by Scott Hughes, Commission Chair
As the article about the Ridgefield Main Street Program in this issue points out, the launch of that organization was fueled by an observation that while the rest of Ridgefield was going gangbusters with growth and development, our downtown was at risk of being left behind.
As the owner of two downtown Ridgefield businesses, I have a pretty good lens from which to view our downtown’s full potential. Just what is its full potential, you might ask? To me, it’s reinvigorating downtown’s role as the heart and soul of our community.
Downtown should be where you find locals running ‘mom and pop’ shops and business owners who care about this community. It’s a gathering place where people connect with each other, and therefore feel more connected to this special place. City-sponsored First Saturday events have been a great first-step.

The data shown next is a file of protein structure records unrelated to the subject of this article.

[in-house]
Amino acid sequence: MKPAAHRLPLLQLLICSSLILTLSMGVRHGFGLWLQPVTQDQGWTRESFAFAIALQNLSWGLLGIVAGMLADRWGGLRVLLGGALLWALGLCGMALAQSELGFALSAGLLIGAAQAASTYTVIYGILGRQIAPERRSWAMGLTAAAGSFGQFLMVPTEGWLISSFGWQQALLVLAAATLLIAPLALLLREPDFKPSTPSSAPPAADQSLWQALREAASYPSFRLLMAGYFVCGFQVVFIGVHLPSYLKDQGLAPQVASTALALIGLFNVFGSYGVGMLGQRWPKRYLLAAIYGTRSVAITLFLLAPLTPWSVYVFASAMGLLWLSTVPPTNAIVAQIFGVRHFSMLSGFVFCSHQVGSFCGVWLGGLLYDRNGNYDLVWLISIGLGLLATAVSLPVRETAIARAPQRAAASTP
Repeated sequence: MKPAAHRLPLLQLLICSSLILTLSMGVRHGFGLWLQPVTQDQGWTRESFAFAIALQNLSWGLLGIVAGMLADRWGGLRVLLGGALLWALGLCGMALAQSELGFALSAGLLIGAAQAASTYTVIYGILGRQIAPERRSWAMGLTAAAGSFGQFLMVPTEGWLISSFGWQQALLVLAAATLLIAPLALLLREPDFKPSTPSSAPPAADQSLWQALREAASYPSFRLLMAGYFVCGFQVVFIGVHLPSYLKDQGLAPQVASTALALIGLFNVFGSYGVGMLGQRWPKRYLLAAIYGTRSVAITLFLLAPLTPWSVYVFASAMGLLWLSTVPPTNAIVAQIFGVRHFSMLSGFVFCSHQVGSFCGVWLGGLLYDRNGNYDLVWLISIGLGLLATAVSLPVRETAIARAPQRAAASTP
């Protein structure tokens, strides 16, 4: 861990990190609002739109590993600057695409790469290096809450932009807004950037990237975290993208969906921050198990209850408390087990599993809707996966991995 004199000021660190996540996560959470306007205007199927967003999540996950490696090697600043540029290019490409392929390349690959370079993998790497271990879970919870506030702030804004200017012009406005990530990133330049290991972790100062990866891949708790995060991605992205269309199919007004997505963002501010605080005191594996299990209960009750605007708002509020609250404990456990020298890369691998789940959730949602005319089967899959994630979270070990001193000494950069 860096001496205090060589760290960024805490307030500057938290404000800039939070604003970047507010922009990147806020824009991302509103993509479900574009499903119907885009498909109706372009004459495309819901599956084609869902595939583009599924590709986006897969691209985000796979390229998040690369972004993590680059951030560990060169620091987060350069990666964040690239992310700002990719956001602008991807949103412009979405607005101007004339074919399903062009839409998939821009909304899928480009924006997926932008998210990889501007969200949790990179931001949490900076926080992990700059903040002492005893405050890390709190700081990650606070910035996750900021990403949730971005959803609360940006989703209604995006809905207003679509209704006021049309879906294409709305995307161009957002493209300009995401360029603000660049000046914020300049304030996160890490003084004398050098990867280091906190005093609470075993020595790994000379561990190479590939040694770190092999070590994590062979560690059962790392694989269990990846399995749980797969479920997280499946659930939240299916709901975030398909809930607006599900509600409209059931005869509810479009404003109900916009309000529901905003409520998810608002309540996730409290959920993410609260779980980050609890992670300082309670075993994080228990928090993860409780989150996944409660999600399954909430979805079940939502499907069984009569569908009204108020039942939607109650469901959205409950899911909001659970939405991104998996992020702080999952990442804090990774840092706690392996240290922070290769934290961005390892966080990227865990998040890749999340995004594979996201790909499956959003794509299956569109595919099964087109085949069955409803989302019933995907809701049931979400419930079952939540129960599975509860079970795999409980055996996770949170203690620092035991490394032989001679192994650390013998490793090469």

Downtown should also be a place where innovative, flexible and customer service-minded entrepreneurs are supported and thrive.
I believe that with the help of the Ridgefield Main Street Program (and I think they are doing a fantastic job), downtown Ridgefield can reach its full potential. Our downtown can’t compete head-to-head with big box stores that will invariably spring up around Ridgefield, or those in Salmon Creek. But downtown businesses that create positive customer connections, make merchandise shifts to meet consumer demand, and offer an ambiance that appeals to a new demographic will lure a loyal clientele that appreciates the special attention they don’t receive elsewhere.
At the port, we’re working to build a first-class waterfront. To complement our waterfront, I’m hopeful we can grow our own firstclass downtown, too.